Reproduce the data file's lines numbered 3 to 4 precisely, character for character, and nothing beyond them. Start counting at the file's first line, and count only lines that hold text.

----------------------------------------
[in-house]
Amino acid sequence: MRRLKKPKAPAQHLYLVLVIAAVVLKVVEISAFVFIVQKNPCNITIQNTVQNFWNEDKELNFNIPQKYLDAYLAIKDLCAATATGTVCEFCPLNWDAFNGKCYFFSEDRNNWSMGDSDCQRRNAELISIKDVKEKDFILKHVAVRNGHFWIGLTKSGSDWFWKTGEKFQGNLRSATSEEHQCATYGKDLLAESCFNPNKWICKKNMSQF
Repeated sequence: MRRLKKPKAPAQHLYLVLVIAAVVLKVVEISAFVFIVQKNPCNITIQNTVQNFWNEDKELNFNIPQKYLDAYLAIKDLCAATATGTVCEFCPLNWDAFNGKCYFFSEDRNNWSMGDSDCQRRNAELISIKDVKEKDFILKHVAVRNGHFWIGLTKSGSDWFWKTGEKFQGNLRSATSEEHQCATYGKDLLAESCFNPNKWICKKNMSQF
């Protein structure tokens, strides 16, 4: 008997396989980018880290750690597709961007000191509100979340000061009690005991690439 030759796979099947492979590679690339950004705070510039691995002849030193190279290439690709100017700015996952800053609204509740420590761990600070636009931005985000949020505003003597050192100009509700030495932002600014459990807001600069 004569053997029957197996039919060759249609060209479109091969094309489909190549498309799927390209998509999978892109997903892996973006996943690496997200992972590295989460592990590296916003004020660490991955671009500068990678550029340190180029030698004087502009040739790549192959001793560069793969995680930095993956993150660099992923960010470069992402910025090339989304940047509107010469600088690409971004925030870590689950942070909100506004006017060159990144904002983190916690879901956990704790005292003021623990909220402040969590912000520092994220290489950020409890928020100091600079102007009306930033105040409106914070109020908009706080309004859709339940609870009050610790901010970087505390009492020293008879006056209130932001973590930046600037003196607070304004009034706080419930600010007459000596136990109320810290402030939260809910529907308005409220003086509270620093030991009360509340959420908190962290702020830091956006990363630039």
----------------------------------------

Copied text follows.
Repeated sequence: MRRLKKPKAPAQHLYLVLVIAAVVLKVVEISAFVFIVQKNPCNITIQNTVQNFWNEDKELNFNIPQKYLDAYLAIKDLCAATATGTVCEFCPLNWDAFNGKCYFFSEDRNNWSMGDSDCQRRNAELISIKDVKEKDFILKHVAVRNGHFWIGLTKSGSDWFWKTGEKFQGNLRSATSEEHQCATYGKDLLAESCFNPNKWICKKNMSQF
């Protein structure tokens, strides 16, 4: 008997396989980018880290750690597709961007000191509100979340000061009690005991690439 030759796979099947492979590679690339950004705070510039691995002849030193190279290439690709100017700015996952800053609204509740420590761990600070636009931005985000949020505003003597050192100009509700030495932002600014459990807001600069 004569053997029957197996039919060759249609060209479109091969094309489909190549498309799927390209998509999978892109997903892996973006996943690496997200992972590295989460592990590296916003004020660490991955671009500068990678550029340190180029030698004087502009040739790549192959001793560069793969995680930095993956993150660099992923960010470069992402910025090339989304940047509107010469600088690409971004925030870590689950942070909100506004006017060159990144904002983190916690879901956990704790005292003021623990909220402040969590912000520092994220290489950020409890928020100091600079102007009306930033105040409106914070109020908009706080309004859709339940609870009050610790901010970087505390009492020293008879006056209130932001973590930046600037003196607070304004009034706080419930600010007459000596136990109320810290402030939260809910529907308005409220003086509270620093030991009360509340959420908190962290702020830091956006990363630039």